Big Lagoon State Park, West Pensacola, Florida - May 9, 2017

Big Lagoon State Park, West Pensacola, Florida - May 9, 2017
Big Lagoon State Park, West Pensacola, Florida - May 9, 2017

Monday, July 2, 2012

To Suffer or Not to Suffer -- Mon., July 2

One does not love a place the less for having suffered in it, unless it has been all suffering, nothing but suffering.
                                                            ~Jane Austen, novelist (1775-1817)
With two days behind us out of the oil fields, here are our perspectives/opinions on our gate guarding experience. 

Even though we suffered some, it was not all suffering. To describe it accurately, I would use the words adventurous, on-the-edge, different, hot, buggy, beautiful (sunsets, exotic animals, birds), available 24/7, disruptive, preoccupying, monopolizing, confining, but not boring. (Bob would say it was boring.)

Sure there was some suffering which included: H2S gas; heat; bug bites; bugs, mud and dust in the RV; blowing dust; remote location; flooding and gooey, slippery mud when it rained hard; company-provided generator problems; sand in the water; poor cell phone and internet connections; hard to get in exercise; no TV; feeling imprisoned (we couldn't leave to go anywhere TOGETHER unless we found someone to watch our gate--in two months it happened once).

Positives include: becoming part of a wonderful network of other gate guards (friends), bird watching, beautiful sunsets, no cost for site/water/electric/black water pump out, pays well for the amount of work you do, the oil field workers (for the most part) are polite and friendly, exceptional lightning storms, time to read, blog, watch DVDs, play games, your RV is your workplace (no commute). Did I mention making good friends and having their backs? Oh, and we didn't have any animals on the ranch so we didn't have to open and close the gate all the time.

Would we do it again? Yes. Would we do it differently? Probably. We'd make some requests about the type of gate we'd be guarding.

Welcome to new followers: The Back Porch View, Vicky at Full-Time RVing, Merikay at Merikay's Dream has Six Wheels, Mike at Mike and Pat's Travels, and Kittie at Kittie Howard. I started this blog to keep family and friends informed of our whereabouts AND to remember all the things we've seen, done, thought, experienced so we don't forget as we age. Now I have 55 followers who enjoy reading about our life. Thank you for journeying with us.

The requisite cat pics. Stop reading here if you don't like cat pics.

Remember...

There's always time for a catnap!
Breathe deep. (Look at them choppers!)

Keep yourself clean.
You can never be too clean. (Ha ha.)
Enjoy your week. 

Travel Bug out.


5 comments:

  1. Love the kitty pics.... What has you done to help your kitties adjust to mobile life? I have one that I would like to help adjust to life on the move. I'll be trying to catch up on some of your older posts... Karen, from the Back Porch View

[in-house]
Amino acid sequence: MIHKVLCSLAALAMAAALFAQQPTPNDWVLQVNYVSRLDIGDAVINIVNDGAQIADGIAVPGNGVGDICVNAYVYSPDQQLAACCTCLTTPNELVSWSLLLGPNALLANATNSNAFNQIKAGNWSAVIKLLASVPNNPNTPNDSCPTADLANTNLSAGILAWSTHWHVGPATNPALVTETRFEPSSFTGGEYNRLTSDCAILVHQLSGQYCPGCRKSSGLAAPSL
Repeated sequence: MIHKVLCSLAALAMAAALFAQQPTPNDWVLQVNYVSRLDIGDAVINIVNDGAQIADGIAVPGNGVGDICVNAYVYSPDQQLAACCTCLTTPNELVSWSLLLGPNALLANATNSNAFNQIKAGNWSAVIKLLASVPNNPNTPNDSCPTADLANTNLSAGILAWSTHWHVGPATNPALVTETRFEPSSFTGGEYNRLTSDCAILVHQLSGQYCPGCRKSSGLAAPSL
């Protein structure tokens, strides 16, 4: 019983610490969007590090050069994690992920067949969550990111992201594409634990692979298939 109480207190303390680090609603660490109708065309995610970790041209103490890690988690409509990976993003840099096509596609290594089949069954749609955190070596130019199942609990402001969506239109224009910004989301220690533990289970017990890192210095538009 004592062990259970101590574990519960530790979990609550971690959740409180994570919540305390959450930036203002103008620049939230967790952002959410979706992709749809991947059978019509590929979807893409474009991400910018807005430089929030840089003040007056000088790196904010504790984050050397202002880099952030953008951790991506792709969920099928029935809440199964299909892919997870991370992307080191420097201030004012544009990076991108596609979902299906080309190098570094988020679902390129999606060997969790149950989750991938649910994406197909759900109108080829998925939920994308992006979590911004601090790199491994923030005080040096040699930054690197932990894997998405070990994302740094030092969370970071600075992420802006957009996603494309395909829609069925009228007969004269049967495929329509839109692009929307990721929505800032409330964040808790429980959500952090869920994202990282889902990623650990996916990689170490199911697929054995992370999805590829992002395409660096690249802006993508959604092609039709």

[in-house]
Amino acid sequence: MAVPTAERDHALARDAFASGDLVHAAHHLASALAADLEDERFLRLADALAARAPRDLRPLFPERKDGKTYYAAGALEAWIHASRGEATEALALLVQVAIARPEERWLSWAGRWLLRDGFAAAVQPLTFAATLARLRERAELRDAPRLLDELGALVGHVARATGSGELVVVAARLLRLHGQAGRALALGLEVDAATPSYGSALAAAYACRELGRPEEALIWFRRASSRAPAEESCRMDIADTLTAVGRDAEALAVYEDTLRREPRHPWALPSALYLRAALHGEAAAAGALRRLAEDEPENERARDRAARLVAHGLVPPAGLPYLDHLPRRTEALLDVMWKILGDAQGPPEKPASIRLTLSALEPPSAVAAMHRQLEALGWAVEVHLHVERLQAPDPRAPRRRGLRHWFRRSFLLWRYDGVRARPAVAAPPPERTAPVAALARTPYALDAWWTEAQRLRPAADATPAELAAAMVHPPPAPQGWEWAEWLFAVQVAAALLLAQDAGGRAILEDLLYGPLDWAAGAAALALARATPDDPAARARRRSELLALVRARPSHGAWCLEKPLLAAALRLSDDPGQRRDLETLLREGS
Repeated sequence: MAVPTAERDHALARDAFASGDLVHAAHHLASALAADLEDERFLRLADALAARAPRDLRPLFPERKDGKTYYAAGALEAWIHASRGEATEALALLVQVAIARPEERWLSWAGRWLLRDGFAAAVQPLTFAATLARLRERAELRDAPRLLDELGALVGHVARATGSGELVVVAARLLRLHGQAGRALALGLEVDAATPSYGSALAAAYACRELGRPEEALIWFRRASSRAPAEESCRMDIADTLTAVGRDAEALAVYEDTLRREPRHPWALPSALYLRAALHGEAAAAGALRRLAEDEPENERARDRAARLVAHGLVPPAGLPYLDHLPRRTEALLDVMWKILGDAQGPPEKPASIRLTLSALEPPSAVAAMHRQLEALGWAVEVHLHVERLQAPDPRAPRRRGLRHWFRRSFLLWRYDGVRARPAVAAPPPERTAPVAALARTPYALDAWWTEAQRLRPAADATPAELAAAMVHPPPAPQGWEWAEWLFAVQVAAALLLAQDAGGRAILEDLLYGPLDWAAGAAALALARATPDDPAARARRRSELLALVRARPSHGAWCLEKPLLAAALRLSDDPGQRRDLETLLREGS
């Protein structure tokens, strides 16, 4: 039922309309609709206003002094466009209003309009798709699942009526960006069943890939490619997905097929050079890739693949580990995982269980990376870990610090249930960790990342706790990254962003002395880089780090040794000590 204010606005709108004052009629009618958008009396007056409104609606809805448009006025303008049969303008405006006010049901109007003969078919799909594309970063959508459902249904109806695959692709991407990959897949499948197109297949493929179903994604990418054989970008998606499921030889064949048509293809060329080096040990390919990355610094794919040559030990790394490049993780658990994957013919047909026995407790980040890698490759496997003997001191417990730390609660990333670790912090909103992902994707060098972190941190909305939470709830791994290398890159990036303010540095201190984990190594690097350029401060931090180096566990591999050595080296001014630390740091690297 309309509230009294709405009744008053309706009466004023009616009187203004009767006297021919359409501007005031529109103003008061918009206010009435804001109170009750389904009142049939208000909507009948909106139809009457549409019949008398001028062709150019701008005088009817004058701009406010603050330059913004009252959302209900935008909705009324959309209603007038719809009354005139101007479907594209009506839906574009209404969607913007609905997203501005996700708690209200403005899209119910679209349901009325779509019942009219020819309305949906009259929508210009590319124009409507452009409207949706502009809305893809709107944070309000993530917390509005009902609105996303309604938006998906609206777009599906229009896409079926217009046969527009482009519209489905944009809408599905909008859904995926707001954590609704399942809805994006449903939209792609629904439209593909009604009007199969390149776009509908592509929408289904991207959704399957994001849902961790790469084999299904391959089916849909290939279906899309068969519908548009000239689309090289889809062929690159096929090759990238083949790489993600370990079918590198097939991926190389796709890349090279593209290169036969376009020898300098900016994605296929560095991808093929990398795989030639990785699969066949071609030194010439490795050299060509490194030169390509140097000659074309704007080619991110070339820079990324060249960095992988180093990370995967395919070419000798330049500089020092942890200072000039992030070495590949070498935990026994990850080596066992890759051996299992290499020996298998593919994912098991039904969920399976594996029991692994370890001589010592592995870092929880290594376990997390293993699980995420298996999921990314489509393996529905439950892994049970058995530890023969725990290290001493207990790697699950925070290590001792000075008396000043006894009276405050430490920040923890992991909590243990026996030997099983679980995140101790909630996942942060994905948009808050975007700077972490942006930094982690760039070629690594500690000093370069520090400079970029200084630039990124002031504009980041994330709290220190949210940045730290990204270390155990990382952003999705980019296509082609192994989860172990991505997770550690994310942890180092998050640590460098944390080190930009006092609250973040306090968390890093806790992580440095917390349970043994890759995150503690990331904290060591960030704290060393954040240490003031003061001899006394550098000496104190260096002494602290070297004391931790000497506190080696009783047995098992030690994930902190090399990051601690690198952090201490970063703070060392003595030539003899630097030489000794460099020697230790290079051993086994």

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    Replies
    1. The biggest item to help the kitties adjust has been regular feeding times. And just think, no matter how far you travel, the kitties are always home.

      When we first started our travels we put the cats in a big cage with kitty litter box in the back of my Escape. That lasted all the way from Nevada to Texas. Believe me when I tell you it was not pleasant to have the kitty box where I could smell it.

      After we attended the RV-Dreams Rally in Kerrville, Texas in May, we found other cat owners who let their cats ride in the 5th wheel while they traveled. The cats (and I) like this arrangement much better.

      We have a kitty "tube" that one of them likes to sleep in when we travel. He feels safe and secure in it. We still haven't figured out where the other one hides out, but he comes out when it's time to eat.

      One of the other RVers puts a cardboard box with

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    2. an entrance hole under the covers of their bed. Some of their cats enjoy sleeping in that cozy spot.

      Cats are very adaptable. I thought we would have problems with ours, but we didn't. Our cats are not scaredy cats, though. Don't know how high-strung cats would react. Giving them a hidey-hole helps.

      Our biggest scare happened when one of our cats bolted out the door (we think after a bird) and we had HUGE semis coming by within ten feet of our entrance door. Luckily, the cat was petrified and ran under the RV. Once the five semis with their huge trailers had passed, we hauled the cat out from under the RV and put him back inside. Geez, this could be a whole new blog post!!

      Susan

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  2. There's is nothing like watching a cat taking his/her nap. The stretching,the yawning and the curling up. They do yoga so easy. I'm jealous!!

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